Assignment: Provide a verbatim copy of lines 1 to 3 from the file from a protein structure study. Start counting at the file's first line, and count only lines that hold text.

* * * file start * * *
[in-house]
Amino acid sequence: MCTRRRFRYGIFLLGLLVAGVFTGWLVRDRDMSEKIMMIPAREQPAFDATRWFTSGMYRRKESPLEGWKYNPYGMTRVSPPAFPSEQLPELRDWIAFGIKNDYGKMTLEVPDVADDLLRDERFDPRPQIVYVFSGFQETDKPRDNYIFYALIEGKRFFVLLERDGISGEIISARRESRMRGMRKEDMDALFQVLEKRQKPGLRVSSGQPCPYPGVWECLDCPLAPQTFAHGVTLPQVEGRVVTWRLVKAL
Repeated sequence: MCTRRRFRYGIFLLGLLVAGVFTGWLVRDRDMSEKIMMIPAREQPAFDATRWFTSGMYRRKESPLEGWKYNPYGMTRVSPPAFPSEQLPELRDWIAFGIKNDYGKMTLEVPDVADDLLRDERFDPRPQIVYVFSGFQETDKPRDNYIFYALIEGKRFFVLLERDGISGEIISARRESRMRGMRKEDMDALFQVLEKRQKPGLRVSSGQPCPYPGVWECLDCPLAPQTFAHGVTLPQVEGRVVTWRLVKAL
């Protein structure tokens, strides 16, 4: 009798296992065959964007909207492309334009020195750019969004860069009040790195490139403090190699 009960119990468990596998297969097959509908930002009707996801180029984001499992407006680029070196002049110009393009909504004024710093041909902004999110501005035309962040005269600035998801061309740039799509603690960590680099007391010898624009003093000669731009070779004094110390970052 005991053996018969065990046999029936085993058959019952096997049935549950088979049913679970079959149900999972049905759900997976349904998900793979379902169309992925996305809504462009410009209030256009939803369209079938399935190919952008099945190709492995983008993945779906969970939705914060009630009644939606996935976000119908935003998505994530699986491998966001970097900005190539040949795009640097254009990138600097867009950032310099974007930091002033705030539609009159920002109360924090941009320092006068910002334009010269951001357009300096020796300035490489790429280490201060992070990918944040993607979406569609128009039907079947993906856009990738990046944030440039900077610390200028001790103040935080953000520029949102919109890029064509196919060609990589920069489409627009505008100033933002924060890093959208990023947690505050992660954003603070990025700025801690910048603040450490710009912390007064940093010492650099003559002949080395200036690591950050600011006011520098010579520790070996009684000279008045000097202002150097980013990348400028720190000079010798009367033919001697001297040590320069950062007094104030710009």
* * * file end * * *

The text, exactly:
[in-house]
Amino acid sequence: MCTRRRFRYGIFLLGLLVAGVFTGWLVRDRDMSEKIMMIPAREQPAFDATRWFTSGMYRRKESPLEGWKYNPYGMTRVSPPAFPSEQLPELRDWIAFGIKNDYGKMTLEVPDVADDLLRDERFDPRPQIVYVFSGFQETDKPRDNYIFYALIEGKRFFVLLERDGISGEIISARRESRMRGMRKEDMDALFQVLEKRQKPGLRVSSGQPCPYPGVWECLDCPLAPQTFAHGVTLPQVEGRVVTWRLVKAL
Repeated sequence: MCTRRRFRYGIFLLGLLVAGVFTGWLVRDRDMSEKIMMIPAREQPAFDATRWFTSGMYRRKESPLEGWKYNPYGMTRVSPPAFPSEQLPELRDWIAFGIKNDYGKMTLEVPDVADDLLRDERFDPRPQIVYVFSGFQETDKPRDNYIFYALIEGKRFFVLLERDGISGEIISARRESRMRGMRKEDMDALFQVLEKRQKPGLRVSSGQPCPYPGVWECLDCPLAPQTFAHGVTLPQVEGRVVTWRLVKAL